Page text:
In defense of "fluffy" news.
Image: Kitron Neuschatz
Shortly after the news of Angelina Jolie's divorce from Brad Pitt broke on TMZ, my social media feed was full of people outraged by the idea that headlines about the split had topped other news stories. The Brangelina hashtag began trending ahead of new revelations that presidential candidate Donald Trump had used money from his charity to settle legal disputes. The consensus appeared to be that it was wrong for celebrity gossip to, well, trump Trump.
I'm not going to mince words here: This is a sanctimonious and shortsighted attitude. It's OK for people to care about stupid things. It's even OK to discuss stupid things during a protracted and excessively cringeworthy election cycle. The story about Trump's charities is indisputably important but, with all we know of him, not very surprising, and people want to talk about things that actually reshape how they see their world, whether it's profound or trivial. Furthermore, the Brangelina story resonated not only because it's a celebrity-centric narrative that dominated the tabloids for more than a decade, but because it's a welcome break from the 24-hour, doom-and-gloom news cycle, which unfortunately reflects back to us a world of police killings and political mudslinging.
It's OK for people to care about stupid things. It's even OK to discuss stupid things during a protracted and excessively cringeworthy election cycle.
Rusty Foster, author of the media-centric newsletter Today in Tabs, agrees, but beyond that, he told me that he questions whether anyone has the right to rank some stories as more "important" and "serious" than others. "One of the habits of journalists that annoys me the most is this attitude that some stories are 'vegetables,' and some are, I don't know, 'desserts'? And the vegetables are important and also boring, while the fluff is engaging and interesting but not important."
Perhaps the focus on celebrity gossip has something to do with that false dichotomy, which "leads journalists to think that covering important stories in a boring way is OK because supposedly there's no other way to do it," he said. "And it also leads them to disregard what is important about stories that are also entertaining."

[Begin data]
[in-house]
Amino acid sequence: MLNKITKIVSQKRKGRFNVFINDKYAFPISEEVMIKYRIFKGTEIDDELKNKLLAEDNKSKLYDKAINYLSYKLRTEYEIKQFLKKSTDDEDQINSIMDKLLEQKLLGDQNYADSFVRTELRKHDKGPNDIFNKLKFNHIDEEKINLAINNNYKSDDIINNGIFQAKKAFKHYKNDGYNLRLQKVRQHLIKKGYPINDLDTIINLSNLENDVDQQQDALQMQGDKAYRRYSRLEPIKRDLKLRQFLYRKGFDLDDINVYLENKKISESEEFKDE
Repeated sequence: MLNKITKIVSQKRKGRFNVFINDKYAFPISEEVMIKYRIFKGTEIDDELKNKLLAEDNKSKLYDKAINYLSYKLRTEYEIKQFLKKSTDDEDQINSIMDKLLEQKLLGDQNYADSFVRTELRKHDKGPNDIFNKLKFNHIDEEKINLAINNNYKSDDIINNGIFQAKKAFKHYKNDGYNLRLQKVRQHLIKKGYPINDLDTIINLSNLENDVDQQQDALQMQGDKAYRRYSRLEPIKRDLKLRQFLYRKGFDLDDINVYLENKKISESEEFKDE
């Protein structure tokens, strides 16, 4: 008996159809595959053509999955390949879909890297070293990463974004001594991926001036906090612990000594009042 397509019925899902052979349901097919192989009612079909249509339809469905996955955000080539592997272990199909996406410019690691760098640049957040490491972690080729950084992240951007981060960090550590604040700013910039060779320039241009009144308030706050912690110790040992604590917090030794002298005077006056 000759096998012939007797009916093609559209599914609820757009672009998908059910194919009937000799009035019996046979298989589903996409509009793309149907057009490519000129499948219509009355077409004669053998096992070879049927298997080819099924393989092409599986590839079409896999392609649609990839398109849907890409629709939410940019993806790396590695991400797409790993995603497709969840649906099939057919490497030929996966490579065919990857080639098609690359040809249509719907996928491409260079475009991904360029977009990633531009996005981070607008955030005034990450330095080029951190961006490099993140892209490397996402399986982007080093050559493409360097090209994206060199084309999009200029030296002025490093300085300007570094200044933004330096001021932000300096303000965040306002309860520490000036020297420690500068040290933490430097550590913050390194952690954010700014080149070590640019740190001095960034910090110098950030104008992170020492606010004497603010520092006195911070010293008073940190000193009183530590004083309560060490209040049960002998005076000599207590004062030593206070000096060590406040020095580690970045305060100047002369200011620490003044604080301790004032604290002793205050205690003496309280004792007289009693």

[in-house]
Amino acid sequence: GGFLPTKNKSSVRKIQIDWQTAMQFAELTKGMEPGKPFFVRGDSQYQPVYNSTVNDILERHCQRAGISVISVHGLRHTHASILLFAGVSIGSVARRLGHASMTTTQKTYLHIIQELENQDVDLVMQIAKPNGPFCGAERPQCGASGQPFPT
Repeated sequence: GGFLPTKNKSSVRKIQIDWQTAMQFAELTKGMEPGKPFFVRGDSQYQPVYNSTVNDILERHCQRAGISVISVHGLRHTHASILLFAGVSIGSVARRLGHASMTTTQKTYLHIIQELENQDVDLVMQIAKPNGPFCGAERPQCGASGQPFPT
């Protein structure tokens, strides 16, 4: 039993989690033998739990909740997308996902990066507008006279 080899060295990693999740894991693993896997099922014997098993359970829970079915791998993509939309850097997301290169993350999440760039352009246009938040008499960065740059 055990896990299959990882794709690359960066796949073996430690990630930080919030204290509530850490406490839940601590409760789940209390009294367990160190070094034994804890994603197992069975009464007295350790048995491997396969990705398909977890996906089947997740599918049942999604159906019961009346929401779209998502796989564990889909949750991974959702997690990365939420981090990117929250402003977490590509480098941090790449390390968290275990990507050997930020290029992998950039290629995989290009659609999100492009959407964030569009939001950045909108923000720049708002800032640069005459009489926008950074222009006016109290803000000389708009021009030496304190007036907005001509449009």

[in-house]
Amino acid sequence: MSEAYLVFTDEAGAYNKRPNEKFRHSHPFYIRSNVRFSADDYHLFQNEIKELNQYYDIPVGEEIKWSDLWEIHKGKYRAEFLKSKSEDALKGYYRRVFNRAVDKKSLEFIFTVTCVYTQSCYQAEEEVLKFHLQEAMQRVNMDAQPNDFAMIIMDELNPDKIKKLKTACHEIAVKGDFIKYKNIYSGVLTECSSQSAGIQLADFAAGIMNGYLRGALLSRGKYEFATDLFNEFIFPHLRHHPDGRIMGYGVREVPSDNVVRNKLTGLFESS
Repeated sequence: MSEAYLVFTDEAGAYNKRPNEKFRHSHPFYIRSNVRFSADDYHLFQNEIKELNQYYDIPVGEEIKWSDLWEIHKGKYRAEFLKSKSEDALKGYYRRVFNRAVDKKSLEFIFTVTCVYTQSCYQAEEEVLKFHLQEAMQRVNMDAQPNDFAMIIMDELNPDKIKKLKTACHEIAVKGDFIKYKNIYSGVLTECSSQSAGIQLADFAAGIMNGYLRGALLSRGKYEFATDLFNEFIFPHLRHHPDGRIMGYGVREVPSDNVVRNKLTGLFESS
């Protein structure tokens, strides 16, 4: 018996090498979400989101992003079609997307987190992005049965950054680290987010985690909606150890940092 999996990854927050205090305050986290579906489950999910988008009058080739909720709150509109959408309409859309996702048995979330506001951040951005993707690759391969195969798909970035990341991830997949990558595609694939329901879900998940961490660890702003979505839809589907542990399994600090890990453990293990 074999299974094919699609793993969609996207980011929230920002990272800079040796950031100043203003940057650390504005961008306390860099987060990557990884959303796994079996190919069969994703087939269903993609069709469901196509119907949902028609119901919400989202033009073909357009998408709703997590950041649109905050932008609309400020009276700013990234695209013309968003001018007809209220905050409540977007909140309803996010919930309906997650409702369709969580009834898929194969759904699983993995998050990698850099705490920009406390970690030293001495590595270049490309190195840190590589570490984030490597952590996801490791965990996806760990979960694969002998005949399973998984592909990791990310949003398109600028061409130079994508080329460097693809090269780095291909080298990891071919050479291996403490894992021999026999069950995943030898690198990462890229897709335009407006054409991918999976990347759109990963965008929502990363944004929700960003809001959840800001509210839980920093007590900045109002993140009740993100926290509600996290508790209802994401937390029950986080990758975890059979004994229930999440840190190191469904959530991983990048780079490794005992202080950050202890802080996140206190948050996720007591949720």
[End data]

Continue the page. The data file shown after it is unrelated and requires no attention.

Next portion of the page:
For Foster, "fluffy" is an attitude, not a subject matter. Seriousness can be buried inside a subject traditionally considered trivial or irrelevant (Foster pointed to Taffy Brodesser-Akner's profile of Britney Spears as an example), and traditionally serious topics (like politics) can be covered in an entertaining way. Foster noted that British tabloids cover politics, and in a way, that resembles "wrestling and celebrity gossip, like it's good fun for all, which it is!"
Vapidity, and the public (and media) obsession with pop culture, it would seem, are not the threat; blatant lies are.
The outrage over interest in celebrity also has a tinge of elitism: It assumes a hypothetical group of tasteless people who read the magazines at the checkout counter and never look at the New York Times. But one look at a website like TMZ, which notoriously traffics in gossip, shows a front page that features critical and informative coverage of Trump.
Just because something's boring doesn't make it important. Stories resonate with people because they tap into something deeply human. Before modern celebrities, there were fables, fairy tales, and myths—gods cheating on goddesses, stepparents casting their stepchildren out into a magical forest. Perhaps the evolution of that is caring about Rob Kardashian getting Blac Chyna pregnant.
More concerning than the idea that the news people are consuming is not serious enough is the increasing prevalence of misinformation and fake news. At the end of 2015, the Washington Post ceased to run a column addressing and debunking internet hoaxes. For-profit sites dedicated to propagating fake news had popped up everywhere—it was no longer just fun and games, as the faux news stories escalated from hoaxes about new flavors of Oreos, and became actually dangerous. "Just look at some of the viral stories we've debunked in recent weeks: American Muslims rallying for ISIS, for instance, or Syrians invading New Orleans," the Post wrote of the column's shuttering.
"Frankly, this column wasn't designed to address the current environment. This format doesn't make sense."
Vapidity, and the public (and media) obsession with pop culture, it would seem, are not the threat; blatant lies are. At the very least, the Brangelina saga is a true story.
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